• Enigma  –  A Suspense novel by Robert Harris gives a fictional version of events more faithfully depicted in The Imitation Game.
  • The Piano Teacher  –  When I watched this film in grad school because a fellow student was doing a paper on it I had no idea that its director, Michael Haneke, would one day be an Oscar nominee or that the novel’s author, Elfriede Jelinek would shortly thereafter win the Nobel Prize.  I just knew it was very disturbing with a good performance from Isabelle Huppert.
  • Safe Conduct  –  Solid French Drama from Bertrand Tavernier based on the memoirs of French director Jean Devaivre and his work for the Resistance during World War II.
  • The Lady & the Duke  –  More French (director Eric Rohmer) and more memoirs (Grace Elliott, a Scottish spy during the French Revolution).
  • The Cherry Orchard  –  Michael Cacoyannis makes his first film in a long time and his last film ever and instead of a classical Greek tragedy, it’s a Russian one.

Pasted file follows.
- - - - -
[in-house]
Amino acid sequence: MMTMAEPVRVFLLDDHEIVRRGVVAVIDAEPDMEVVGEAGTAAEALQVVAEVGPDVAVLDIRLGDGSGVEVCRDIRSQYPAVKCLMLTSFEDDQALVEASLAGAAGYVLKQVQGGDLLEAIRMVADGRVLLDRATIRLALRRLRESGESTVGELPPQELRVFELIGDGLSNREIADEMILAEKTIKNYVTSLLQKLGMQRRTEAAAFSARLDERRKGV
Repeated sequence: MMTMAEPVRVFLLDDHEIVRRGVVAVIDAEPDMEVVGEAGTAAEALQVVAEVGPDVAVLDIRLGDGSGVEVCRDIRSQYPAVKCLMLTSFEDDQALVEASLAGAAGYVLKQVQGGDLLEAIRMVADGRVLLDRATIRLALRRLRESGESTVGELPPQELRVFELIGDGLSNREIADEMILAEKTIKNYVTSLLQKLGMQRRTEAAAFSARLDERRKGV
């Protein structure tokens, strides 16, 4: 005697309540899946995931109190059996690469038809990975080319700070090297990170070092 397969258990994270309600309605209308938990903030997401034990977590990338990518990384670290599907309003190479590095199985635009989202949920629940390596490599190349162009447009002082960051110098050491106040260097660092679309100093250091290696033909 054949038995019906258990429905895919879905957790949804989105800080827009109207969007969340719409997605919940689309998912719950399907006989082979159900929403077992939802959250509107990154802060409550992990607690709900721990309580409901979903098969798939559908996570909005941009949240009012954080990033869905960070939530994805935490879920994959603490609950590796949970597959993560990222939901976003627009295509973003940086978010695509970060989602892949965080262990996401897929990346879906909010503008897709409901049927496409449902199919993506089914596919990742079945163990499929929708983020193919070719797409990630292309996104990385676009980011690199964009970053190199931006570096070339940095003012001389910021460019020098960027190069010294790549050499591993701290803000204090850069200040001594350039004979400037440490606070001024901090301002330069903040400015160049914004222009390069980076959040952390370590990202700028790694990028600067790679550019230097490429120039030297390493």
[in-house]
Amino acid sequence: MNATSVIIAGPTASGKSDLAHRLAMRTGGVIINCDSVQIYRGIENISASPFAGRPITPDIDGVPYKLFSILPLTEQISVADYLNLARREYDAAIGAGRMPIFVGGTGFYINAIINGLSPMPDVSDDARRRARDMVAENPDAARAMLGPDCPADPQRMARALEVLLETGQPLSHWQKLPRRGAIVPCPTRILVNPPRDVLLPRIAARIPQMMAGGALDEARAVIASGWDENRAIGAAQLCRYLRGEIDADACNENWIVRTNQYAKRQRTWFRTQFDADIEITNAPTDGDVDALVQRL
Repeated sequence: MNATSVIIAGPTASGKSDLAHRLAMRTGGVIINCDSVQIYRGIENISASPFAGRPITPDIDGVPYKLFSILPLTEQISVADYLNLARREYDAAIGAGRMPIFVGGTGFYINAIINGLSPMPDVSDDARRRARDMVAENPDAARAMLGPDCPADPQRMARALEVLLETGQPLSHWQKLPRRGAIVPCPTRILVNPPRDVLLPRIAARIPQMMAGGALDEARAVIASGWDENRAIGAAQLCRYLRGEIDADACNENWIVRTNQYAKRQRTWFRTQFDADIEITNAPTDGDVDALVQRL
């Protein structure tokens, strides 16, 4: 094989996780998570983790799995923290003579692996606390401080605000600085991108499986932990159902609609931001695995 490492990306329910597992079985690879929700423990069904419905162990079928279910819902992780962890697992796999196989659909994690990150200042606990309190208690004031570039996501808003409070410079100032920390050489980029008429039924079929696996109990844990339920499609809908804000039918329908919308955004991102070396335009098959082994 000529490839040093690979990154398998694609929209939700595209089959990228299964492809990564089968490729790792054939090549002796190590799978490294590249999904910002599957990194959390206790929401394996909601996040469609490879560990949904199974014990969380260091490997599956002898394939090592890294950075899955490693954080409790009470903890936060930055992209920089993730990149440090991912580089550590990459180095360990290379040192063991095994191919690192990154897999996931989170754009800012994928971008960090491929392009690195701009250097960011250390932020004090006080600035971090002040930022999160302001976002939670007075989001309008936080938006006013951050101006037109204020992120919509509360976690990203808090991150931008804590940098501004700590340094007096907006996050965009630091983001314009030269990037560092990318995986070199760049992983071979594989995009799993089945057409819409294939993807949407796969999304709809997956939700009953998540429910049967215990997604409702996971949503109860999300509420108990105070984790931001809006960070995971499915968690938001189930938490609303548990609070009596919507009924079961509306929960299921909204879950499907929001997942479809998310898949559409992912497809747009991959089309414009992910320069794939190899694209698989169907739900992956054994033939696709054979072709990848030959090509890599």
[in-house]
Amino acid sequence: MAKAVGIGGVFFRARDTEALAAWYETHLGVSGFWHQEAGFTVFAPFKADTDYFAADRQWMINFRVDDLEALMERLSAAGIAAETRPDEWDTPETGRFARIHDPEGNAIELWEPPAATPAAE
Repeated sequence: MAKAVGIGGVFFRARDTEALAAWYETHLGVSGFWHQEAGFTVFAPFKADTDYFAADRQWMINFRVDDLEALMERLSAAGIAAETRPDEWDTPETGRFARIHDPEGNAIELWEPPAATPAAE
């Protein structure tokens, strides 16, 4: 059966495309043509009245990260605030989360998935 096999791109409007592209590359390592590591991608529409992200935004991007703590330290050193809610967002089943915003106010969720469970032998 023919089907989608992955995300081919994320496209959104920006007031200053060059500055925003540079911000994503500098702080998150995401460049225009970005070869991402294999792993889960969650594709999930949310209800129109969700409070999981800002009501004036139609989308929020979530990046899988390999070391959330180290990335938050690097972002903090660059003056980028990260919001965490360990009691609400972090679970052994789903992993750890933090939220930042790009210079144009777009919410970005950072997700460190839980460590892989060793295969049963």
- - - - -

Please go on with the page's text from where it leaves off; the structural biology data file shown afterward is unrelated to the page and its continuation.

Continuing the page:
• Tully  –  Drama based on an O Henry Award winning story by Tom McNeal (an author who apparently lives just eight houses down from the house where my mother grew up).
  • Real Women Have Curves  –  America Ferrera has apparently been around a lot longer than I thought since she makes her film debut here in a film based on the play by Josefina López.  We’re down to mid *** with this film.
  • Red Dragon  –  Great cast (Hopkins, Norton, Fiennes, P.S. Hoffman) and a solid book by Thomas Harris (the one where Hannibal Lecter originally appeared) but the film’s still not as good as Manhunter even with the far superior cast so I blame director Brett Ratner (and this is the best film he’s ever made).